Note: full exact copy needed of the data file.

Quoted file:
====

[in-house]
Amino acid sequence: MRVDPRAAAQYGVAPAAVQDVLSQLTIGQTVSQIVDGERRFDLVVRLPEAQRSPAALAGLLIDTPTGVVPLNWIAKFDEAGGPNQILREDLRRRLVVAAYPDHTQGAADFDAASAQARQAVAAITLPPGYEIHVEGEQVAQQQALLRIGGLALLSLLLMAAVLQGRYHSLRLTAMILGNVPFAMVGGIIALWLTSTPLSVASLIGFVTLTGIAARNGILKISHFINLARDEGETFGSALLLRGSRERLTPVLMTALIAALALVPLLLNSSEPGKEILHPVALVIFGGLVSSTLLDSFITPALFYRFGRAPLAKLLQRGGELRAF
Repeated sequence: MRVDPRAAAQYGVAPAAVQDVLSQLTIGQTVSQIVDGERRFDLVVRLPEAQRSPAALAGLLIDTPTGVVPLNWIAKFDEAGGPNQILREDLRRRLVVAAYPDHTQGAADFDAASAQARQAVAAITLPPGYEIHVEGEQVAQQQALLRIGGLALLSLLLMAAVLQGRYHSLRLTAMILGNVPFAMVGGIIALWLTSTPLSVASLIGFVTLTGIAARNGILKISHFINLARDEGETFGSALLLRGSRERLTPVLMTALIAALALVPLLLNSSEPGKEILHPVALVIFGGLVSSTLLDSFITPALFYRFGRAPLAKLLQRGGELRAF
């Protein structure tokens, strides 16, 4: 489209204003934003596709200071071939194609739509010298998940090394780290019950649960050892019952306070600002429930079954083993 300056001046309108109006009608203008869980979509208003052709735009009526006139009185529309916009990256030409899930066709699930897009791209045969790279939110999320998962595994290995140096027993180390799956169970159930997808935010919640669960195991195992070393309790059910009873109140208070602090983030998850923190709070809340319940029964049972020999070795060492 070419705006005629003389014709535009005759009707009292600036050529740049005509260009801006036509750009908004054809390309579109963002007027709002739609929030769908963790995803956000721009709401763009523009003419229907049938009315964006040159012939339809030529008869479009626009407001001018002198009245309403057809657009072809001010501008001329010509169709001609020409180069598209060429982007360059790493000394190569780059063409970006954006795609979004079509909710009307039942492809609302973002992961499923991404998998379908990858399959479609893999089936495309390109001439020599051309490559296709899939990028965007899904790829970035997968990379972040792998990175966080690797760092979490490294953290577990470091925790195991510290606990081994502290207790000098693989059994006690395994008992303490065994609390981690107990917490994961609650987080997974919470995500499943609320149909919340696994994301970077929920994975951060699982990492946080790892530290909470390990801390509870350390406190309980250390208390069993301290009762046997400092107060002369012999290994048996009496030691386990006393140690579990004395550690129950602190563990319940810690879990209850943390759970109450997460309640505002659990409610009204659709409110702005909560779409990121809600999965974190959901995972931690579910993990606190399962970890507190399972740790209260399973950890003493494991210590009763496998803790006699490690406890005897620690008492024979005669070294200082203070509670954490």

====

[in-house]
Amino acid sequence: MRVDPRAAAQYGVAPAAVQDVLSQLTIGQTVSQIVDGERRFDLVVRLPEAQRSPAALAGLLIDTPTGVVPLNWIAKFDEAGGPNQILREDLRRRLVVAAYPDHTQGAADFDAASAQARQAVAAITLPPGYEIHVEGEQVAQQQALLRIGGLALLSLLLMAAVLQGRYHSLRLTAMILGNVPFAMVGGIIALWLTSTPLSVASLIGFVTLTGIAARNGILKISHFINLARDEGETFGSALLLRGSRERLTPVLMTALIAALALVPLLLNSSEPGKEILHPVALVIFGGLVSSTLLDSFITPALFYRFGRAPLAKLLQRGGELRAF
Repeated sequence: MRVDPRAAAQYGVAPAAVQDVLSQLTIGQTVSQIVDGERRFDLVVRLPEAQRSPAALAGLLIDTPTGVVPLNWIAKFDEAGGPNQILREDLRRRLVVAAYPDHTQGAADFDAASAQARQAVAAITLPPGYEIHVEGEQVAQQQALLRIGGLALLSLLLMAAVLQGRYHSLRLTAMILGNVPFAMVGGIIALWLTSTPLSVASLIGFVTLTGIAARNGILKISHFINLARDEGETFGSALLLRGSRERLTPVLMTALIAALALVPLLLNSSEPGKEILHPVALVIFGGLVSSTLLDSFITPALFYRFGRAPLAKLLQRGGELRAF
């Protein structure tokens, strides 16, 4: 489209204003934003596709200071071939194609739509010298998940090394780290019950649960050892019952306070600002429930079954083993 300056001046309108109006009608203008869980979509208003052709735009009526006139009185529309916009990256030409899930066709699930897009791209045969790279939110999320998962595994290995140096027993180390799956169970159930997808935010919640669960195991195992070393309790059910009873109140208070602090983030998850923190709070809340319940029964049972020999070795060492 070419705006005629003389014709535009005759009707009292600036050529740049005509260009801006036509750009908004054809390309579109963002007027709002739609929030769908963790995803956000721009709401763009523009003419229907049938009315964006040159012939339809030529008869479009626009407001001018002198009245309403057809657009072809001010501008001329010509169709001609020409180069598209060429982007360059790493000394190569780059063409970006954006795609979004079509909710009307039942492809609302973002992961499923991404998998379908990858399959479609893999089936495309390109001439020599051309490559296709899939990028965007899904790829970035997968990379972040792998990175966080690797760092979490490294953290577990470091925790195991510290606990081994502290207790000098693989059994006690395994008992303490065994609390981690107990917490994961609650987080997974919470995500499943609320149909919340696994994301970077929920994975951060699982990492946080790892530290909470390990801390509870350390406190309980250390208390069993301290009762046997400092107060002369012999290994048996009496030691386990006393140690579990004395550690129950602190563990319940810690879990209850943390759970109450997460309640505002659990409610009204659709409110702005909560779409990121809600999965974190959901995972931690579910993990606190399962970890507190399972740790209260399973950890003493494991210590009763496998803790006699490690406890005897620690008492024979005669070294200082203070509670954490």